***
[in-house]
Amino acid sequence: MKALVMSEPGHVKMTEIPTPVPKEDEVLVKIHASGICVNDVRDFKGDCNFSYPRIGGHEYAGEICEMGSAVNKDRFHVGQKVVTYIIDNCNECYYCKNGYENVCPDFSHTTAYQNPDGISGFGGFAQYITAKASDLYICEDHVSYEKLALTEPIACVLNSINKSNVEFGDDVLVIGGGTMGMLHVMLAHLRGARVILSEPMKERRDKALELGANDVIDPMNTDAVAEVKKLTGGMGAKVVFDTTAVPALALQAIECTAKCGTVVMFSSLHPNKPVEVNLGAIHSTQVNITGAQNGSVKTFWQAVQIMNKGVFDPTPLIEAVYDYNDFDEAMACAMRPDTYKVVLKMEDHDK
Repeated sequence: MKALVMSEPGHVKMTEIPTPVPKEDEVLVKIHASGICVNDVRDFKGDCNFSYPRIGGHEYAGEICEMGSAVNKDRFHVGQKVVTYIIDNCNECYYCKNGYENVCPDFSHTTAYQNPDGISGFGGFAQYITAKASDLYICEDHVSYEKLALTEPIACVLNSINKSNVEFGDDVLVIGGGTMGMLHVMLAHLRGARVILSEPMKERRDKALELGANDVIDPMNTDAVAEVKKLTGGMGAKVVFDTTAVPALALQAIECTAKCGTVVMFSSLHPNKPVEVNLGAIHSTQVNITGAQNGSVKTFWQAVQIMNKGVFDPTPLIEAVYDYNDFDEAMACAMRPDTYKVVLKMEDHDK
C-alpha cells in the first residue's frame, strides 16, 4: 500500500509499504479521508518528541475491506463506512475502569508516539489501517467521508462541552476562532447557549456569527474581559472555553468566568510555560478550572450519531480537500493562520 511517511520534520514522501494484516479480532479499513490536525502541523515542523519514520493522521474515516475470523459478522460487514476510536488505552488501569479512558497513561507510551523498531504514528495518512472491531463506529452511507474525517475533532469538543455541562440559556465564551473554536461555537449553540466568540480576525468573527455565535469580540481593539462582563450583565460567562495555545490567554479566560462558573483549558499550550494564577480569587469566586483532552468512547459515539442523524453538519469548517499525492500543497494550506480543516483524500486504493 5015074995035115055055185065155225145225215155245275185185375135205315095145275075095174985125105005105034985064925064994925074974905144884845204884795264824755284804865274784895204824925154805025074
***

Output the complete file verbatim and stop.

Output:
[in-house]
Amino acid sequence: MKALVMSEPGHVKMTEIPTPVPKEDEVLVKIHASGICVNDVRDFKGDCNFSYPRIGGHEYAGEICEMGSAVNKDRFHVGQKVVTYIIDNCNECYYCKNGYENVCPDFSHTTAYQNPDGISGFGGFAQYITAKASDLYICEDHVSYEKLALTEPIACVLNSINKSNVEFGDDVLVIGGGTMGMLHVMLAHLRGARVILSEPMKERRDKALELGANDVIDPMNTDAVAEVKKLTGGMGAKVVFDTTAVPALALQAIECTAKCGTVVMFSSLHPNKPVEVNLGAIHSTQVNITGAQNGSVKTFWQAVQIMNKGVFDPTPLIEAVYDYNDFDEAMACAMRPDTYKVVLKMEDHDK
Repeated sequence: MKALVMSEPGHVKMTEIPTPVPKEDEVLVKIHASGICVNDVRDFKGDCNFSYPRIGGHEYAGEICEMGSAVNKDRFHVGQKVVTYIIDNCNECYYCKNGYENVCPDFSHTTAYQNPDGISGFGGFAQYITAKASDLYICEDHVSYEKLALTEPIACVLNSINKSNVEFGDDVLVIGGGTMGMLHVMLAHLRGARVILSEPMKERRDKALELGANDVIDPMNTDAVAEVKKLTGGMGAKVVFDTTAVPALALQAIECTAKCGTVVMFSSLHPNKPVEVNLGAIHSTQVNITGAQNGSVKTFWQAVQIMNKGVFDPTPLIEAVYDYNDFDEAMACAMRPDTYKVVLKMEDHDK
C-alpha cells in the first residue's frame, strides 16, 4: 500500500509499504479521508518528541475491506463506512475502569508516539489501517467521508462541552476562532447557549456569527474581559472555553468566568510555560478550572450519531480537500493562520 511517511520534520514522501494484516479480532479499513490536525502541523515542523519514520493522521474515516475470523459478522460487514476510536488505552488501569479512558497513561507510551523498531504514528495518512472491531463506529452511507474525517475533532469538543455541562440559556465564551473554536461555537449553540466568540480576525468573527455565535469580540481593539462582563450583565460567562495555545490567554479566560462558573483549558499550550494564577480569587469566586483532552468512547459515539442523524453538519469548517499525492500543497494550506480543516483524500486504493 5015074995035115055055185065155225145225215155245275185185375135205315095145275075095174985125105005105034985064925064994925074974905144884845204884795264824755284804865274784895204824925154805025074